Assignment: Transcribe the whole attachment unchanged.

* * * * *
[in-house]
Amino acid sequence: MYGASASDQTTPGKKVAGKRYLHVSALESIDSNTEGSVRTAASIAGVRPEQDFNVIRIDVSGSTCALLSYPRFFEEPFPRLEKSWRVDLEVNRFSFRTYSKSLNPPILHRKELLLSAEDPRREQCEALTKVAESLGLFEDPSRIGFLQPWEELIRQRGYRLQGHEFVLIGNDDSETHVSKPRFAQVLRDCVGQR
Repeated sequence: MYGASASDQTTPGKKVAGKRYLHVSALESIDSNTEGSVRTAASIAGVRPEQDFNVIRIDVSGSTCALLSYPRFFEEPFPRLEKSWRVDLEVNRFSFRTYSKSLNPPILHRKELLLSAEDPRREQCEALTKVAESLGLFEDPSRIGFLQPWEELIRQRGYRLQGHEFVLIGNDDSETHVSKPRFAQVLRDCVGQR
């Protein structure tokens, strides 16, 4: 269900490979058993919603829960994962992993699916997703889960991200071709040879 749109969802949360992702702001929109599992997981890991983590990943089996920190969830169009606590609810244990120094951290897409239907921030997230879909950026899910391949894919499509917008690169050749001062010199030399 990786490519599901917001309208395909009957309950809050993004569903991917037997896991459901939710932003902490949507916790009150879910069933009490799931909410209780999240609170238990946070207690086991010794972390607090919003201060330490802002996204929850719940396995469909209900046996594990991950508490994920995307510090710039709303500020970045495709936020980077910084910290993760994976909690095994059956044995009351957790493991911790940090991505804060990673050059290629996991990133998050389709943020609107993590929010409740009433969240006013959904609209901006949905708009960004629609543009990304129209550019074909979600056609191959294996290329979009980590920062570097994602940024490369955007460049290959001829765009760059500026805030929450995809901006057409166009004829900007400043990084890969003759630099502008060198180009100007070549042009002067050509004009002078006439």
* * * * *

[in-house]
Amino acid sequence: MYGASASDQTTPGKKVAGKRYLHVSALESIDSNTEGSVRTAASIAGVRPEQDFNVIRIDVSGSTCALLSYPRFFEEPFPRLEKSWRVDLEVNRFSFRTYSKSLNPPILHRKELLLSAEDPRREQCEALTKVAESLGLFEDPSRIGFLQPWEELIRQRGYRLQGHEFVLIGNDDSETHVSKPRFAQVLRDCVGQR
Repeated sequence: MYGASASDQTTPGKKVAGKRYLHVSALESIDSNTEGSVRTAASIAGVRPEQDFNVIRIDVSGSTCALLSYPRFFEEPFPRLEKSWRVDLEVNRFSFRTYSKSLNPPILHRKELLLSAEDPRREQCEALTKVAESLGLFEDPSRIGFLQPWEELIRQRGYRLQGHEFVLIGNDDSETHVSKPRFAQVLRDCVGQR
């Protein structure tokens, strides 16, 4: 269900490979058993919603829960994962992993699916997703889960991200071709040879 749109969802949360992702702001929109599992997981890991983590990943089996920190969830169009606590609810244990120094951290897409239907921030997230879909950026899910391949894919499509917008690169050749001062010199030399 990786490519599901917001309208395909009957309950809050993004569903991917037997896991459901939710932003902490949507916790009150879910069933009490799931909410209780999240609170238990946070207690086991010794972390607090919003201060330490802002996204929850719940396995469909209900046996594990991950508490994920995307510090710039709303500020970045495709936020980077910084910290993760994976909690095994059956044995009351957790493991911790940090991505804060990673050059290629996991990133998050389709943020609107993590929010409740009433969240006013959904609209901006949905708009960004629609543009990304129209550019074909979600056609191959294996290329979009980590920062570097994602940024490369955007460049290959001829765009760059500026805030929450995809901006057409166009004829900007400043990084890969003759630099502008060198180009100007070549042009002067050509004009002078006439």